Effects of a multifaceted staff management program on the engagement of adults with developmental disabilities in community-based settings
Date of Award
Doctor of Philosophy (PhD)
Organizational behavior management, Staff management, Engagement, Developmental disabilities, Community-based
Psychology | Social and Behavioral Sciences
Engaging individuals with developmental disabilities in purposeful activities (i.e., task engagement) is important for the promotion of adaptive living skills, independent functioning, and community inclusion. The purpose of this study was to examine the effects of a multifaceted staff management program on resident engagement and staff-resident interactions at two community-based residences for adults with developmental disabilities. Following an initial baseline phase, three different program components (activity schedules, goal setting and posted feedback, reinforcement) were sequentially added and then withdrawn at each residence using an A/B/B+C/B+C+D/B+C/B/A interaction design with a reversal. Observational data indicated a gradual increase and subsequent decrease in mean levels of resident engagement and staff-resident interactions across sites. Mean resident engagement and staff-resident interactions were maintained at levels well above baseline at 6-week follow-up, and staff rated the participative components of the program as acceptable. Implications for staff training and management to promote long-term improvements in engaged time of individuals with developmental disabilities are discussed.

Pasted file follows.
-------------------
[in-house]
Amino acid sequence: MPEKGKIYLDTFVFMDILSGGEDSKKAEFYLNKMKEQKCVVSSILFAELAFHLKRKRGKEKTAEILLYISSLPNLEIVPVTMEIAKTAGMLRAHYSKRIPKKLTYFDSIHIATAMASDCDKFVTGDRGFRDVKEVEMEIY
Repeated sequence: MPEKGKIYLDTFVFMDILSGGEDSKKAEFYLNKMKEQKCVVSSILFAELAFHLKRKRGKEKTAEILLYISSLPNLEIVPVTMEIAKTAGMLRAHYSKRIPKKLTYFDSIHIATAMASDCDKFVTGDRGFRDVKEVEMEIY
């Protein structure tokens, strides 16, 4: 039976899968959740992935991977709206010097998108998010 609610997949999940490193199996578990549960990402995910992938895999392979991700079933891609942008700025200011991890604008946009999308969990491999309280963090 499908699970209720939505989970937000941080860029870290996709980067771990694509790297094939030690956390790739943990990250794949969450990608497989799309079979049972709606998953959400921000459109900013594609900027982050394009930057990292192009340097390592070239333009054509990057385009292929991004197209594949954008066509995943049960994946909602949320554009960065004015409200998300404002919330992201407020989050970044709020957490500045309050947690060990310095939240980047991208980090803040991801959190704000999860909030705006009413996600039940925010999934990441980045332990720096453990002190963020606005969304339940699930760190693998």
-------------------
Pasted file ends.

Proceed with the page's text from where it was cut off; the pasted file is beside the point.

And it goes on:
Szczech, Frances Marie, "Effects of a multifaceted staff management program on the engagement of adults with developmental disabilities in community-based settings" (2007). Psychology - Dissertations. 18.